IP Stream Representation in MOS for News Workflows


Mark Gilbert, CTO Gallery SIENNA



The MOS Protocol includes a mechanism to communicate the intent to playout or present a media resource as part of a news story in a rundown.


Traditionally these resources have been media files, played out from a video server.  In order to identify these files, the common practice has been to use a URL or UNC path, such as file://  http:// or the UNC path form \\server-share\folder\file. Alongside the main media resource identifier, it is common to provide one or more proxy representations of the media for preview in the editorial process, by devices which are not able to play the primary media representation.


With the increasing availability of high speed connections to field journalism and other locations, it has become common to include outside broadcast external media sources within a live news rundown.  Historically this has arrived within a news broadcast facility and is presented as a router output (or a switcher input) and the story either includes no specific MOS item for the media - or it includes some sort of macro to select a switcher or router source.


As interest in IP Video grows, and it is included in media workflows, a demand arises to provide an analogy between selection of a file based media source, and selection of an arbitrary IP Video stream. Unlike the blind selection of a router or switcher source (which merely presents whatever a human has connected to that source), we can now begin to explicitly select real time IP Video media sources by name or path, in the same way we might choose any file on disk.   Hence we have the opportunity to pass a link to an IP Video source as a MOS Item, which is handed off to MOS Automation, and within a live bulletin, the automation can negotiate the IP Video stream (from its pre-defined source) and connect it to air.


The new breed of IP Video sources which are typically RTP UDP Multicast streams or TCP connections require a method of identifying the source which can be encapsulated into a MOS Item. Of course IP Video sources are nothing new - we have had RTSP describing RTP for many years, although RTSP was not widely adopted by the mainstream broadcast industry, and it seems unlikely it will become the mechanism for identifying modern broadcast video IP Streams.


Q1 - So - how can we represent IP Video streams in MOS Items in a way which is useful to automation ?


Source identification is something which each IP Video standard is still defining, but ultimately it seems that some sort of URL type analogy will be desirable, and we must ensure that MOS has the capability to pass those identifications around the workflow.

At the same time, considering the workflow it seems appropriate to seek ways to provide proxy representations of IP Video streams for use in desktop editorial systems which may not be able to connect directly to the native IP source.  As an example - a SMPTE2022-6 uncompressed HD IP Video stream might be a 1.5 to 3Gbps stream and a typical newsroom computer writing a script is unlikely to be able to connect to such a source, which requires a 10GBit network connection and probably additional hardware to decode.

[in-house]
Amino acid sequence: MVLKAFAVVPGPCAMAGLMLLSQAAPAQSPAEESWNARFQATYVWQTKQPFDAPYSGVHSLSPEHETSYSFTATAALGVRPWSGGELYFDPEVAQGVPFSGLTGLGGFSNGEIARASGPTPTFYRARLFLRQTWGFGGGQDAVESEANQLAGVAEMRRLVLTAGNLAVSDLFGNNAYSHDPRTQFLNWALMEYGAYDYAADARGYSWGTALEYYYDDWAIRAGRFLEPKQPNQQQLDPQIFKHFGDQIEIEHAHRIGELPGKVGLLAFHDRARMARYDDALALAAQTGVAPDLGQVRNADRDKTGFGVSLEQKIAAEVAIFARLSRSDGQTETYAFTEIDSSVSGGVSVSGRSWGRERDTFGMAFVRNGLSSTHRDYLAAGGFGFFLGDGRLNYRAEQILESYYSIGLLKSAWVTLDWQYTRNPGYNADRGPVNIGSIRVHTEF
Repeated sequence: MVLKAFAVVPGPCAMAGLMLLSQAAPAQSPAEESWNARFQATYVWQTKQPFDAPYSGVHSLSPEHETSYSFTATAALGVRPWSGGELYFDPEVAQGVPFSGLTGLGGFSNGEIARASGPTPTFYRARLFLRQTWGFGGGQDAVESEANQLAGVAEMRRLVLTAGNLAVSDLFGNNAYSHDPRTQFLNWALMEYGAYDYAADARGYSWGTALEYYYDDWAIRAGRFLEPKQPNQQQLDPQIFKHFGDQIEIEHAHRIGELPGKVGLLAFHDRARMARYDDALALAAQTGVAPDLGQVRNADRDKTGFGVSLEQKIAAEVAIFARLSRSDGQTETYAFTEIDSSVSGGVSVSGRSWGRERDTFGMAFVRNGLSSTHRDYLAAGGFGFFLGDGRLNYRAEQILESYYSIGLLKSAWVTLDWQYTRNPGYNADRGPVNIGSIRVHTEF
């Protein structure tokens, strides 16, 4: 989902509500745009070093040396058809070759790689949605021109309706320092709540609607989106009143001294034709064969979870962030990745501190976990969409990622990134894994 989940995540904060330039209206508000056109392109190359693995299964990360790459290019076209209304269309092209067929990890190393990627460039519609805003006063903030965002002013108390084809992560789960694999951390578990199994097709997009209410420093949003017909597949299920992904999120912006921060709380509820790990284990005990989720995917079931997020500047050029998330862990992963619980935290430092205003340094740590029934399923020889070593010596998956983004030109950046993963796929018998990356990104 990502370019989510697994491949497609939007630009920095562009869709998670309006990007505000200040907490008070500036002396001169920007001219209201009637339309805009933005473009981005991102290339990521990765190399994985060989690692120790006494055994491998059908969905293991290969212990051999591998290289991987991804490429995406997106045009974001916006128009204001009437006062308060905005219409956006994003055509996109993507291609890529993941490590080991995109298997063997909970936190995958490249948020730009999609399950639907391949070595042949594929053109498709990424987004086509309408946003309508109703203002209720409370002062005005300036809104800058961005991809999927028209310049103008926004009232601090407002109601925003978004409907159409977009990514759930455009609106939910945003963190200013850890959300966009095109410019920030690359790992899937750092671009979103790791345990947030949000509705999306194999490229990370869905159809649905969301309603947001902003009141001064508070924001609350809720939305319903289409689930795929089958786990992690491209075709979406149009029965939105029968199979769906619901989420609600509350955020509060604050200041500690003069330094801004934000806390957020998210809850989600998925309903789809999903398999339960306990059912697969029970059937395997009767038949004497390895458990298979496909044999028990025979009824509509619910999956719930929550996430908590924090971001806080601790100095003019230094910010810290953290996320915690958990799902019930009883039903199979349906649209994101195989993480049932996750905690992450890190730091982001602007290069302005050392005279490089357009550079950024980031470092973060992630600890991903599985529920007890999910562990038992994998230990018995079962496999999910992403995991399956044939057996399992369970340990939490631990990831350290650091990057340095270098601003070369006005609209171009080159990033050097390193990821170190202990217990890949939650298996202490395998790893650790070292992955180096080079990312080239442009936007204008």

Q2 - So - what sort of proxy representation can these sources present ?


Next, we will consider how the move towards IP Video streams alongside media files presents new opportunities to enhance the workflow by taking advantage of the fact that these IP Video streams are presented by intelligent systems, capable of interactivity in contrast to a dumb file on a disk.  So can we begin to building mechanism to allow a MOS item to provide an interactive link to the source of the IP Video stream ?  A simple example would be to present a GUI for the stream - an indeed this could be related to the provision off a proxy representation - but the GUI could do much more than show what the stream represents.  For example - if the stream was from an IP based robotic camera - the GUI could move the camera.  if the stream was from a field journalists mobile phone, the GUI could provide a way for the studio to communicate back to the journalist by typing prompts or presenting a script.


Q3-  So - can we find a way to present a GUI to represent an IP Video source within a MOS Item


Clearly the obvious solution to Q3 is to have the IP Video source present an HTTP based user interface, and indeed many devices like IP Video cameras already do this.  It seems obvious that these GUIs should be advertised within the MOS item somehow.


At present there are a few commonly discussed broadcast IP Video protocols and each may have its own answers.  The author is very familiar with one specific protocol  - NDI and less familiar with the others.  So, in the following section we will delve into specific answers to the questions posed in relation to specific protocols.


Common Broadcast IP Video Protocols, with broad categorisation:

SMPTE 2022 :  UDP Multicast RTP of compressed or uncompressed video and audio. Includes AIMS, TR03, TR04

ASPEN : UDP Multicast RTP of  uncompressed or compressed Transport Streams

Sony NMI :

NDI : TCP compressed video with uncompressed audio



Separate Documents will be created to answer the 3 questions in the context of different IP Video Protocols.


- IP Stream Representation and Proxies for NDI Protocol

- IP Stream Representation and Proxies for SMPTE 2022 Protocol

- IP Stream Representation and Proxies for ASPEN Protocol

- IP Stream Representation and Proxies for NMI Protocol